Wednesday 16th to Saturday 19th January 2019

Posted: 19/01/2019 21:14

Wednesday 16th.  The WSW'ly wind continued to blow but had moderated somewhat compared to Tuesday, now being light to moderate.  Some light rain in the morning delayed the start of flying until around 1445 hrs but thereafter, 6 winch launches were flown of runway 24, generating 1 flight in excess of an hour and 2 in  excess of 30 minutes.  The first flight of the  day saw John Carter take K21 JVZ up solo to check out the hill soaring conditions, while the > 1 hr flight was flown by Bill Payton and Peter Robinson in the DG1000, with the ridge being flown as far north as Black Hambleton,  a further venture north to the Tontine being deemed a little too ventusome under the day's conditions. The rest of the day's flights were flown in  JVZ, with Derek Smith and Nigel Burke having 36 minutes and John Carter and Tony Kirby having 33 minutes.

Thursday 17th.  The passage of an overnight front left the site with a clear blue sky and a initially fresh NW'ly wind that ruled out any chance of flying.  The wind, although staying in the NW, did slowly moderate during the day but never sufficiently to allow any flying to take place.

Friday 18th.  A front slowly approaching from the W spread a veil of high cloud over the area during the morning, the cloud thickening and lowering as the day progressed but never coming low enough to affect flying, the wind being a light to moderate ESE'ly.  Tony Drury took the first of the day's 2 First Flight pupils up in K21 JVZ on the first flight of the day, this being followed by 5 other ATs off runway 20, with the occasional landing on runway 06, all the day's flights being in JVZ.  3 of the day's flights managed to equal or exceed 30 minutes in duration, using what was probably a hydraulic jump downwind of the southern ridge, between the White Horse and Ampleforth.  The lift was best exploited by Martin Joyce who had 54 minutes, although never getting above his launch height, while Paul Whitehead had 30 minutes with the 2nd of the day's First Flight pupils and  then 35 minutes with Peter Robinson.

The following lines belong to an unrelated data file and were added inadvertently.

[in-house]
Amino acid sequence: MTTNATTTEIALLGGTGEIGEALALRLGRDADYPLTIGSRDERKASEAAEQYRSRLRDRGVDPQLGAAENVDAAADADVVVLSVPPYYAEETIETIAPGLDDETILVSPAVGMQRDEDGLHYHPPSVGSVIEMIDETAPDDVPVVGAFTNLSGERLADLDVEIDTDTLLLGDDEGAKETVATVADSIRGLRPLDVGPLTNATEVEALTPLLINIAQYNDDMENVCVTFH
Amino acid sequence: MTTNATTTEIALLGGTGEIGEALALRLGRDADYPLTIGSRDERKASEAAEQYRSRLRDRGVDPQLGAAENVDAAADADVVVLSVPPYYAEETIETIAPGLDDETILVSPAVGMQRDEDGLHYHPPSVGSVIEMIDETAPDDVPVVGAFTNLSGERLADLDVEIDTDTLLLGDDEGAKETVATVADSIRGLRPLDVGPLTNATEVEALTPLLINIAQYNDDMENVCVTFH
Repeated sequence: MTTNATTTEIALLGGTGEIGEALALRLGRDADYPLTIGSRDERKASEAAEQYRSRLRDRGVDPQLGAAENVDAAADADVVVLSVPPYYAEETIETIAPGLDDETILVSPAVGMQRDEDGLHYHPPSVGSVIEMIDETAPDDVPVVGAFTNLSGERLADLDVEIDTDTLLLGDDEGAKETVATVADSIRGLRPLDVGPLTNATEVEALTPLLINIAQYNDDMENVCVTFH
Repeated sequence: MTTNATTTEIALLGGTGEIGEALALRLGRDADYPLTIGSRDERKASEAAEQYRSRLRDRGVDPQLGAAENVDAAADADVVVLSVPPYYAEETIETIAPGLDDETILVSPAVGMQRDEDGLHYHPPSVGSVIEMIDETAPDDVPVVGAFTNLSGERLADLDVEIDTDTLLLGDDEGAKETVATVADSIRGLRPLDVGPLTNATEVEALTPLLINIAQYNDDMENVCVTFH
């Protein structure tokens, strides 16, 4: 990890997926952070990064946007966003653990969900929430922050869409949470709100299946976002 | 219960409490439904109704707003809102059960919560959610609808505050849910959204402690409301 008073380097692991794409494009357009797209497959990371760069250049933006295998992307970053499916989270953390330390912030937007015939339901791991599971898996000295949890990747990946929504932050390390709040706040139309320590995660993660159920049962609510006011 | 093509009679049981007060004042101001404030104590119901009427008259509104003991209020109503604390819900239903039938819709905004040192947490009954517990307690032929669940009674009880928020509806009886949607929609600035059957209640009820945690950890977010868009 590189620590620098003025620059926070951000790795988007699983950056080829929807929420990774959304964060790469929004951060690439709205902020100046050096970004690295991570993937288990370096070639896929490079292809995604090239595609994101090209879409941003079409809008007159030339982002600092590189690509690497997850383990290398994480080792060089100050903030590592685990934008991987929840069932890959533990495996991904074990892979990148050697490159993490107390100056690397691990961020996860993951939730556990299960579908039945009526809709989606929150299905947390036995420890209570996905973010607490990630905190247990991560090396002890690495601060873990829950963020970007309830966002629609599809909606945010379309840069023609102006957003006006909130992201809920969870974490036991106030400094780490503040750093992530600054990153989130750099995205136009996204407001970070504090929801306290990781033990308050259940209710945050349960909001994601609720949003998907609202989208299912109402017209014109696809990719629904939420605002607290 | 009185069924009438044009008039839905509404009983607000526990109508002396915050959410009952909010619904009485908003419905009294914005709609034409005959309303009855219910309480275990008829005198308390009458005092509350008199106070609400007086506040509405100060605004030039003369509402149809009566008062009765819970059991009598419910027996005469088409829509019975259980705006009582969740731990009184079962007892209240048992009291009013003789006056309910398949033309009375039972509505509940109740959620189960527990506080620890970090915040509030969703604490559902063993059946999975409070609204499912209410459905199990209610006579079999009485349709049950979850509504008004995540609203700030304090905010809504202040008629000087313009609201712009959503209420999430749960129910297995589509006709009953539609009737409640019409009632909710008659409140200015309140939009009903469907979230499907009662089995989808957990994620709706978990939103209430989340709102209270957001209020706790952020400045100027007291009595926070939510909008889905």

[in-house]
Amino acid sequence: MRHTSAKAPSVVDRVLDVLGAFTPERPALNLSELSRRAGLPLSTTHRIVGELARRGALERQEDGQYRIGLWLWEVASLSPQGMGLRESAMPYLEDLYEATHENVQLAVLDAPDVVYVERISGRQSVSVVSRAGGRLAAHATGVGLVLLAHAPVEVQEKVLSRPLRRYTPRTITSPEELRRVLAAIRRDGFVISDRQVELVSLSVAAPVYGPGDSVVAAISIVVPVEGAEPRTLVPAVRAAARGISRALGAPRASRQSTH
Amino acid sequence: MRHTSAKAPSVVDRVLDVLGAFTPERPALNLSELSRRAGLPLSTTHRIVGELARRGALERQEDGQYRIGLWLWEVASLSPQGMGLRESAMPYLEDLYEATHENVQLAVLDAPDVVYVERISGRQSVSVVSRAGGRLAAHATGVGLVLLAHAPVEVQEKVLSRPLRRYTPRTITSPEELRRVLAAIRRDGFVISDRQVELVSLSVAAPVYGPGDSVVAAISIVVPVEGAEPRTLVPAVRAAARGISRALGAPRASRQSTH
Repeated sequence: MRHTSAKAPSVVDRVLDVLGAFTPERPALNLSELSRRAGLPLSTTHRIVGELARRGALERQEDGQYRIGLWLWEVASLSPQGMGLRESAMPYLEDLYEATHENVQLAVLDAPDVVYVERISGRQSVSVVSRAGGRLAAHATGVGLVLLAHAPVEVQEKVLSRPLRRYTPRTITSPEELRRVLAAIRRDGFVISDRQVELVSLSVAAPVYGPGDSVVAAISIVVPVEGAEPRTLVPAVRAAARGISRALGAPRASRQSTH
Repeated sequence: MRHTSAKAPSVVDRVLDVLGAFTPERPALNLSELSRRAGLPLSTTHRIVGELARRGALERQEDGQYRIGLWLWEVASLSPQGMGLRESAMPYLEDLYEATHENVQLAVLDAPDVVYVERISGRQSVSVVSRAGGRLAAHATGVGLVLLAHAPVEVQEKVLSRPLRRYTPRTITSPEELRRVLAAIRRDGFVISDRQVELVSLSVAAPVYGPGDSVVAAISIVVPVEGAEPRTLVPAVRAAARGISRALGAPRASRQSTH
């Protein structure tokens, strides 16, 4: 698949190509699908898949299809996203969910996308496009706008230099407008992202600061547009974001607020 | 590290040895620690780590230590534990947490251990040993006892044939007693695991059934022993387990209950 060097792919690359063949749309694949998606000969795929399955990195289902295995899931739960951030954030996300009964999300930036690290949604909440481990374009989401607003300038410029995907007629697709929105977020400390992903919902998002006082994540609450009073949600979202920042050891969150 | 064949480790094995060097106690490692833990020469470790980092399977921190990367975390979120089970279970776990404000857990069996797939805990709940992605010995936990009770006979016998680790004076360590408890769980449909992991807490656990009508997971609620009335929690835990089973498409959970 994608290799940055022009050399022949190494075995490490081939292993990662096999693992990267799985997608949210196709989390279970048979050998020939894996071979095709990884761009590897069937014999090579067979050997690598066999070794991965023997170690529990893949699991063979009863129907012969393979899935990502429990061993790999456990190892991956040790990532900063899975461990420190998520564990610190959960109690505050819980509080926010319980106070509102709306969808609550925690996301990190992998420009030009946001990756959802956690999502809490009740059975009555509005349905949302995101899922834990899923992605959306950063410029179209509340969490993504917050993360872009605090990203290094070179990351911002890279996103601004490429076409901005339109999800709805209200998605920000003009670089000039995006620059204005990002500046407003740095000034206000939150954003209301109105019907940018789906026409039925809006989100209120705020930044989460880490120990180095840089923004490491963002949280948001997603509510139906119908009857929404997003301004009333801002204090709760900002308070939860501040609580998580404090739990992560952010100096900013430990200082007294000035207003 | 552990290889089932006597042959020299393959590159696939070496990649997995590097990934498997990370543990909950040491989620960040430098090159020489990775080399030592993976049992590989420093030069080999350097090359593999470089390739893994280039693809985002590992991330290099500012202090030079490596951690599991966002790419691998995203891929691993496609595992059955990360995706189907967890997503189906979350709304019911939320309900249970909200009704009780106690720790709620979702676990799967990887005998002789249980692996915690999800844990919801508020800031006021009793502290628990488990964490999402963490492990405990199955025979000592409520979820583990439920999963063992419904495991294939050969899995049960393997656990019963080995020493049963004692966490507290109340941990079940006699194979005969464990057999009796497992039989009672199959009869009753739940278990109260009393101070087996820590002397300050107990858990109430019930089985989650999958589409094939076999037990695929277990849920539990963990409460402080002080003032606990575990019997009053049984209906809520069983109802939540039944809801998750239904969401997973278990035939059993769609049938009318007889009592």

Saturday 19th.  The slow moving front of Friday arrived at site during the evening of that day and deposited a layer of snow.  However, this was not the reason for Saturday being a non-flying day, the reason being the post frontal cloud that shrouded the hill all day.   The conditions also adversely affected the attendance at the second of the YGC Winter lectures, but those that did attend John Carter's introduction to the features of the S80's instrument, fitted to most of the club's gliders, were rewarded with a succinct and informative presentation.

This blog describes a snippet of life at the Yorkshire Gliding Club. Why not take a flight and try it yourself, or we can teach you to fly as a full club member.

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